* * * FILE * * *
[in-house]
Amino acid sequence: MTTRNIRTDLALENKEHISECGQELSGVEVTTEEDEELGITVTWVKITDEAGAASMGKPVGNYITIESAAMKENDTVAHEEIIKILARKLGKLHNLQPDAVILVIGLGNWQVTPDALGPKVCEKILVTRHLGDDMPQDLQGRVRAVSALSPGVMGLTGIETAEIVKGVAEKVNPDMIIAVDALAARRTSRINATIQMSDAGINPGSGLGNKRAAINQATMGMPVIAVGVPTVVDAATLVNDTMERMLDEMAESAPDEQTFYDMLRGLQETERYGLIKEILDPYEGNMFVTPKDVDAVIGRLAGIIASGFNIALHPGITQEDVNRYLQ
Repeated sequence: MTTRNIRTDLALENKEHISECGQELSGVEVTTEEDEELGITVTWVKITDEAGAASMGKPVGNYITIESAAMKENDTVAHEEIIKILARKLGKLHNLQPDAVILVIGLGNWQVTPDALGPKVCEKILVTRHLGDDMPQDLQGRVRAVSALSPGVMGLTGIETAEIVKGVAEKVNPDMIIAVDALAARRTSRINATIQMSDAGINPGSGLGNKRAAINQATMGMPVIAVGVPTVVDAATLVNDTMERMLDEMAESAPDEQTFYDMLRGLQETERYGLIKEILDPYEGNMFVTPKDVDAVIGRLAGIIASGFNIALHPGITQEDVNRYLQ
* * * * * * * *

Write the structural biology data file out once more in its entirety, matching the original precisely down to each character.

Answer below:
[in-house]
Amino acid sequence: MTTRNIRTDLALENKEHISECGQELSGVEVTTEEDEELGITVTWVKITDEAGAASMGKPVGNYITIESAAMKENDTVAHEEIIKILARKLGKLHNLQPDAVILVIGLGNWQVTPDALGPKVCEKILVTRHLGDDMPQDLQGRVRAVSALSPGVMGLTGIETAEIVKGVAEKVNPDMIIAVDALAARRTSRINATIQMSDAGINPGSGLGNKRAAINQATMGMPVIAVGVPTVVDAATLVNDTMERMLDEMAESAPDEQTFYDMLRGLQETERYGLIKEILDPYEGNMFVTPKDVDAVIGRLAGIIASGFNIALHPGITQEDVNRYLQ
Repeated sequence: MTTRNIRTDLALENKEHISECGQELSGVEVTTEEDEELGITVTWVKITDEAGAASMGKPVGNYITIESAAMKENDTVAHEEIIKILARKLGKLHNLQPDAVILVIGLGNWQVTPDALGPKVCEKILVTRHLGDDMPQDLQGRVRAVSALSPGVMGLTGIETAEIVKGVAEKVNPDMIIAVDALAARRTSRINATIQMSDAGINPGSGLGNKRAAINQATMGMPVIAVGVPTVVDAATLVNDTMERMLDEMAESAPDEQTFYDMLRGLQETERYGLIKEILDPYEGNMFVTPKDVDAVIGRLAGIIASGFNIALHPGITQEDVNRYLQ